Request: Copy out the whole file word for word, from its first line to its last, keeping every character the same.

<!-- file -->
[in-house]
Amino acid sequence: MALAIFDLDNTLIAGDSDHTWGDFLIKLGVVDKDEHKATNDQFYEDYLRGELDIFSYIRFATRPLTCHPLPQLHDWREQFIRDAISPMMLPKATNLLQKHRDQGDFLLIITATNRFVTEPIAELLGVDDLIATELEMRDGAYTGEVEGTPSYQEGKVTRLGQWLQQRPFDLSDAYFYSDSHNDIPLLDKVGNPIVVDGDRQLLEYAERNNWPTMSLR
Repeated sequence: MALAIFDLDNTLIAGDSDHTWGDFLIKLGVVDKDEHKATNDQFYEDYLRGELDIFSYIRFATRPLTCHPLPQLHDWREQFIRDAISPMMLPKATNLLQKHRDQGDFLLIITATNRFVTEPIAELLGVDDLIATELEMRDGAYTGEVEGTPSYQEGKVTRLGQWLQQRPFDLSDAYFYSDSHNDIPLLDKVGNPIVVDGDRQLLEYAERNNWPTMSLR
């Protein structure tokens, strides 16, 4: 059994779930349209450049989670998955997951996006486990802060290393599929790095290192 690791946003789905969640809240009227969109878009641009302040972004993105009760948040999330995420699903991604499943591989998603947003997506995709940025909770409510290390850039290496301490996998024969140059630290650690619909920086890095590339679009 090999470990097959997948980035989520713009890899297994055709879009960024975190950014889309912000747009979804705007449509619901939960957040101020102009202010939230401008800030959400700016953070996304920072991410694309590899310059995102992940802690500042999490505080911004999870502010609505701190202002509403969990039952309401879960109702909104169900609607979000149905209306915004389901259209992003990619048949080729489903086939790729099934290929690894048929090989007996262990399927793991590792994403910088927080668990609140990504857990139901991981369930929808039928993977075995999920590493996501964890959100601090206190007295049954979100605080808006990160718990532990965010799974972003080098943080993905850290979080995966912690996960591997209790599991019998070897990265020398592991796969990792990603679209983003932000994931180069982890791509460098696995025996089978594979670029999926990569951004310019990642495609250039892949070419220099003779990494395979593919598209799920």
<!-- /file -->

[in-house]
Amino acid sequence: MALAIFDLDNTLIAGDSDHTWGDFLIKLGVVDKDEHKATNDQFYEDYLRGELDIFSYIRFATRPLTCHPLPQLHDWREQFIRDAISPMMLPKATNLLQKHRDQGDFLLIITATNRFVTEPIAELLGVDDLIATELEMRDGAYTGEVEGTPSYQEGKVTRLGQWLQQRPFDLSDAYFYSDSHNDIPLLDKVGNPIVVDGDRQLLEYAERNNWPTMSLR
Repeated sequence: MALAIFDLDNTLIAGDSDHTWGDFLIKLGVVDKDEHKATNDQFYEDYLRGELDIFSYIRFATRPLTCHPLPQLHDWREQFIRDAISPMMLPKATNLLQKHRDQGDFLLIITATNRFVTEPIAELLGVDDLIATELEMRDGAYTGEVEGTPSYQEGKVTRLGQWLQQRPFDLSDAYFYSDSHNDIPLLDKVGNPIVVDGDRQLLEYAERNNWPTMSLR
């Protein structure tokens, strides 16, 4: 059994779930349209450049989670998955997951996006486990802060290393599929790095290192 690791946003789905969640809240009227969109878009641009302040972004993105009760948040999330995420699903991604499943591989998603947003997506995709940025909770409510290390850039290496301490996998024969140059630290650690619909920086890095590339679009 090999470990097959997948980035989520713009890899297994055709879009960024975190950014889309912000747009979804705007449509619901939960957040101020102009202010939230401008800030959400700016953070996304920072991410694309590899310059995102992940802690500042999490505080911004999870502010609505701190202002509403969990039952309401879960109702909104169900609607979000149905209306915004389901259209992003990619048949080729489903086939790729099934290929690894048929090989007996262990399927793991590792994403910088927080668990609140990504857990139901991981369930929808039928993977075995999920590493996501964890959100601090206190007295049954979100605080808006990160718990532990965010799974972003080098943080993905850290979080995966912690996960591997209790599991019998070897990265020398592991796969990792990603679209983003932000994931180069982890791509460098696995025996089978594979670029999926990569951004310019990642495609250039892949070419220099003779990494395979593919598209799920």